‘SACRILEGE COMMUNION’ – “If they continue to support candidates who espouse violence as a means to resolve conflicts”

‘SACRILEGE COMMUNION’ – “If they continue to support candidates who espouse violence as a means to resolve conflicts”

By: ,  April 6th, 2016

SHEPHERD: Redemptorist church parish priest Fr. Cris Mostajo officiate a mass last night, earlier when he was interviewed he advised people not to receive communion if they support candidates who espouses violence. (CDN PHOTO/TONEE DESPOJO)

Cebu Redemptorist parish priest Fr. Cris Mostajo, in a novena Mass officiated last night. Last Sunday during his homily, he issued a call for people to reexamine their conscience and refrain from taking Holy Communion if they agree with candidates who espouse violence. (CDN PHOTO/TONEE DESPOJO)

A leader of the Redemptorist community in Cebu has advised Roman Catholics to temporarily avoid receiving Holy Communion if they continue to support candidates who espouse violence as a means to resolve conflicts.

In his homily during the Feast of the Divine Mercy last Sunday, Fr. Crispin Mostajo, CssR, parish priest of Our Mother of Perpetual Help Church in Cebu City, voiced his concern over the rising popularity of a candidate whom he refused to name but described as one who promises to end criminality through killings.

“If you agree with this candidate, it’s time to reexamine your Christianity,” he then said.

Father Mostajo later explained in an interview with Cebu Daily News that he just wanted people to understand how important it is to be in a “state of grace” before receiving the body and blood of Jesus.

To be in a “state of grace” means one hasn’t committed a mortal sin which under the Catechism of the Catholic Church refers to grave offenses, usually acts that violate the Ten Commandments, and done with full knowledge and complete consent.

“One of the central commandments of our Lord is ‘Thou shall not kill.’ And so, it would be better for anyone who espouses violence not to receive holy communion,” he told CDN over the phone.

“I’m not saying they cannot receive communion. All I did was to advise people. They need to know that there has to be congruency between our faith and actions. You can’t be so holy inside the Church and then you’re acting or thinking otherwise outside,” he added.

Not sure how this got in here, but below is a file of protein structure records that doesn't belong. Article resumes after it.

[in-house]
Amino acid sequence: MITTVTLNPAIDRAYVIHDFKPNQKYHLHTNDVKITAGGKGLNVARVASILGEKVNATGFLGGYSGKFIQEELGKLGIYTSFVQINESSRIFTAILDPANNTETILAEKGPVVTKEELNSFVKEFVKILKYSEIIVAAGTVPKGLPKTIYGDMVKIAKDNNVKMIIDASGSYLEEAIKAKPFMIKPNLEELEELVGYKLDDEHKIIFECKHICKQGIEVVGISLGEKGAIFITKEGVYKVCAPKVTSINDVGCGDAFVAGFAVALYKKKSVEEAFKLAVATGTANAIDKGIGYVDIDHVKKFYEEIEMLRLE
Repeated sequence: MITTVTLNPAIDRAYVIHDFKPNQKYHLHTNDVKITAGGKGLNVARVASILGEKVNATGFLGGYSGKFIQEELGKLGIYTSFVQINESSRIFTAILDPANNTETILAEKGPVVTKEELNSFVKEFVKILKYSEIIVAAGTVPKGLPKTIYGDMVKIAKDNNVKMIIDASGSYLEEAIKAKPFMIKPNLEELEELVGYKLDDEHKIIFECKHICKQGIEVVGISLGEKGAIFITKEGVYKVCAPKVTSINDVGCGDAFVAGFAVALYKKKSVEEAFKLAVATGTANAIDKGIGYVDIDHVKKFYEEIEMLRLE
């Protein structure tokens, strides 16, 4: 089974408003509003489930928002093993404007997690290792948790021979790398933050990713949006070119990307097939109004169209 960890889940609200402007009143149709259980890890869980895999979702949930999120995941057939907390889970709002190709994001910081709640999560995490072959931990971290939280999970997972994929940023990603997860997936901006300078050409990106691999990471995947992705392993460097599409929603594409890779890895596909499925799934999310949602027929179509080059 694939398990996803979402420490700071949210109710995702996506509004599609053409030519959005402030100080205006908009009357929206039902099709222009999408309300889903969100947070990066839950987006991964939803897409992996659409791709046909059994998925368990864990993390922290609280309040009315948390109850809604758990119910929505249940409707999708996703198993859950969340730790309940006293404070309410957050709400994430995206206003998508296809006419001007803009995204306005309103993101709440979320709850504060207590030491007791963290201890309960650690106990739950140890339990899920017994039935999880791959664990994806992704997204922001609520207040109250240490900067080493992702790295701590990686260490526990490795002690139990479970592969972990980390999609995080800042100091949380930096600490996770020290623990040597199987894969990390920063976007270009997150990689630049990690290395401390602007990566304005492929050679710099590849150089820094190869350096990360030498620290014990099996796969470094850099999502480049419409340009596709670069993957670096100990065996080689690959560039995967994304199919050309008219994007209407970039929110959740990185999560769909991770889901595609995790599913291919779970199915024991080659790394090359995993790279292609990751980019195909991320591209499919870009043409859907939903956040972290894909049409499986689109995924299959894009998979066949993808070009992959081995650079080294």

Father Mostajo’s statement appears to draw inspiration from the 51st International Eucharistic Congress (IEC) held last January which gathered at least 15 thousand delegates from 72 countries in the Philippines.

During the week-long congress successfully hosted by the Archdiocese of Cebu, Catholics were reminded to deepen their understanding of the Eucharist as “the source and summit of the Christian life.”

In one of the plenary sessions at the IEC Pavilion, Archbishop John Cardinal Onaiyekan of Abuja in Nigeria cautioned priests about giving communion to Catholics who are not “in a state of grace” out of “Eucharistic hospitality.”

The practice, the cardinal said, could “inflict serious damage on the sanctity of the Holy Eucharist.”

Onaiyekan expressed hopes that those who receive communion should be spiritually prepared since Catholics believe in the “real presence” of Jesus Christ in the Eucharist.

As the congress was coming to a close last January 29, more than a million people filled the streets along Osmeña Boulevard to join a Eucharistic procession later touted as the biggest ever recorded in Cebu. About a million Roman Catholics also gathered to attend the IEC closing Mass at the South Road Properties (SRP) two days later.

“Sacrilege Communion”

Msgr. Joseph Tan, spokesperson of the Archdiocese of Cebu, sought for his comment on Sunday’s homily by Fr. Mostajo, also reminded Catholics about the importance of examining one’s conscience before receiving Holy Communion.

But while Catholics are advised to examine their consciences before receiving communion, Tan said that bishops and priests cannot refuse the sacrament to anyone who asks for it.